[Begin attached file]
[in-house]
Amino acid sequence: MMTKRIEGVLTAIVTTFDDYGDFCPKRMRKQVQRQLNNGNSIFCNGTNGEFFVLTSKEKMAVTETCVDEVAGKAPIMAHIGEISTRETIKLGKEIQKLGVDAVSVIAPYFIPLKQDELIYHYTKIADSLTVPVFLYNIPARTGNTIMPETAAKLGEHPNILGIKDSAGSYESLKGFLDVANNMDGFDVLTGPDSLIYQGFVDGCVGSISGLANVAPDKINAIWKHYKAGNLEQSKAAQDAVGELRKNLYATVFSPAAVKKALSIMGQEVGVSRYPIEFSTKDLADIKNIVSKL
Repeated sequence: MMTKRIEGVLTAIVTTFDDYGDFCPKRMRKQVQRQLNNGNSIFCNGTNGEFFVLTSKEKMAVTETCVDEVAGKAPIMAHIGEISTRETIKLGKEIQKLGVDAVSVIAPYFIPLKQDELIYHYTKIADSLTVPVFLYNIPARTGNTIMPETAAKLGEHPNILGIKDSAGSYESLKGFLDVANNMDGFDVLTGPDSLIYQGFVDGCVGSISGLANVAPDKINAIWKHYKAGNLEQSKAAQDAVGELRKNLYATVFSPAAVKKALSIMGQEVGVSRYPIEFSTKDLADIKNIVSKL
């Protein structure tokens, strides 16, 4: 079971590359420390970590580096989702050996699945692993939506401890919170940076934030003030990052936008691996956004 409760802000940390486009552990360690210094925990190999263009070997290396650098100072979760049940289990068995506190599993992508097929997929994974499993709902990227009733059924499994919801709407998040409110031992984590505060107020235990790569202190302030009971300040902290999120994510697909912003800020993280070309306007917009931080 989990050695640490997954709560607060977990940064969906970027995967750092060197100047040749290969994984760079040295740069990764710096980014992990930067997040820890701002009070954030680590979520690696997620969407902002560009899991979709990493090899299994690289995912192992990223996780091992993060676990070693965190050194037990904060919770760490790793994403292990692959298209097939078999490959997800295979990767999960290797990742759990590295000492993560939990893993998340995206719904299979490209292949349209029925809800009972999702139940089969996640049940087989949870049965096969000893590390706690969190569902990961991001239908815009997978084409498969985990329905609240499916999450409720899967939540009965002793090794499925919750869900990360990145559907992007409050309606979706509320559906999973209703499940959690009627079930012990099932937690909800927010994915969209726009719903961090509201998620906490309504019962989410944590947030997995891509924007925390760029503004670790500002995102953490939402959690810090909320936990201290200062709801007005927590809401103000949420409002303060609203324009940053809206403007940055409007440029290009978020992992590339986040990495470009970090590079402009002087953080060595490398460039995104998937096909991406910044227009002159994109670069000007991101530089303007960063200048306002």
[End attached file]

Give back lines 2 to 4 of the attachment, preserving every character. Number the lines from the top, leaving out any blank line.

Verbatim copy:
Amino acid sequence: MMTKRIEGVLTAIVTTFDDYGDFCPKRMRKQVQRQLNNGNSIFCNGTNGEFFVLTSKEKMAVTETCVDEVAGKAPIMAHIGEISTRETIKLGKEIQKLGVDAVSVIAPYFIPLKQDELIYHYTKIADSLTVPVFLYNIPARTGNTIMPETAAKLGEHPNILGIKDSAGSYESLKGFLDVANNMDGFDVLTGPDSLIYQGFVDGCVGSISGLANVAPDKINAIWKHYKAGNLEQSKAAQDAVGELRKNLYATVFSPAAVKKALSIMGQEVGVSRYPIEFSTKDLADIKNIVSKL
Repeated sequence: MMTKRIEGVLTAIVTTFDDYGDFCPKRMRKQVQRQLNNGNSIFCNGTNGEFFVLTSKEKMAVTETCVDEVAGKAPIMAHIGEISTRETIKLGKEIQKLGVDAVSVIAPYFIPLKQDELIYHYTKIADSLTVPVFLYNIPARTGNTIMPETAAKLGEHPNILGIKDSAGSYESLKGFLDVANNMDGFDVLTGPDSLIYQGFVDGCVGSISGLANVAPDKINAIWKHYKAGNLEQSKAAQDAVGELRKNLYATVFSPAAVKKALSIMGQEVGVSRYPIEFSTKDLADIKNIVSKL
């Protein structure tokens, strides 16, 4: 079971590359420390970590580096989702050996699945692993939506401890919170940076934030003030990052936008691996956004 409760802000940390486009552990360690210094925990190999263009070997290396650098100072979760049940289990068995506190599993992508097929997929994974499993709902990227009733059924499994919801709407998040409110031992984590505060107020235990790569202190302030009971300040902290999120994510697909912003800020993280070309306007917009931080 989990050695640490997954709560607060977990940064969906970027995967750092060197100047040749290969994984760079040295740069990764710096980014992990930067997040820890701002009070954030680590979520690696997620969407902002560009899991979709990493090899299994690289995912192992990223996780091992993060676990070693965190050194037990904060919770760490790793994403292990692959298209097939078999490959997800295979990767999960290797990742759990590295000492993560939990893993998340995206719904299979490209292949349209029925809800009972999702139940089969996640049940087989949870049965096969000893590390706690969190569902990961991001239908815009997978084409498969985990329905609240499916999450409720899967939540009965002793090794499925919750869900990360990145559907992007409050309606979706509320559906999973209703499940959690009627079930012990099932937690909800927010994915969209726009719903961090509201998620906490309504019962989410944590947030997995891509924007925390760029503004670790500002995102953490939402959690810090909320936990201290200062709801007005927590809401103000949420409002303060609203324009940053809206403007940055409007440029290009978020992992590339986040990495470009970090590079402009002087953080060595490398460039995104998937096909991406910044227009002159994109670069000007991101530089303007960063200048306002």